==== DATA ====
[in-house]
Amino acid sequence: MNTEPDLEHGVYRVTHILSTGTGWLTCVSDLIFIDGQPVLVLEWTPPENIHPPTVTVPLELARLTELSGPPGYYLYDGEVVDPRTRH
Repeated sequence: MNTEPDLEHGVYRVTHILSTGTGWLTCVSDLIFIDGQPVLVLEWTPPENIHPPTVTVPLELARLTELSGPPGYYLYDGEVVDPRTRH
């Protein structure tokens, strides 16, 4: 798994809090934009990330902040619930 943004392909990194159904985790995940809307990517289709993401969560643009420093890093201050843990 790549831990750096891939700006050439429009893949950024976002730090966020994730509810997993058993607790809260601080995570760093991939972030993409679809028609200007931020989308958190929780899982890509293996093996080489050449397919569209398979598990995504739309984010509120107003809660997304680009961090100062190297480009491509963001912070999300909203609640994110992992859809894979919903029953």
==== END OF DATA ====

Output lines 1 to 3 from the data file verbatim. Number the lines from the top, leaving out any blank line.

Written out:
[in-house]
Amino acid sequence: MNTEPDLEHGVYRVTHILSTGTGWLTCVSDLIFIDGQPVLVLEWTPPENIHPPTVTVPLELARLTELSGPPGYYLYDGEVVDPRTRH
Repeated sequence: MNTEPDLEHGVYRVTHILSTGTGWLTCVSDLIFIDGQPVLVLEWTPPENIHPPTVTVPLELARLTELSGPPGYYLYDGEVVDPRTRH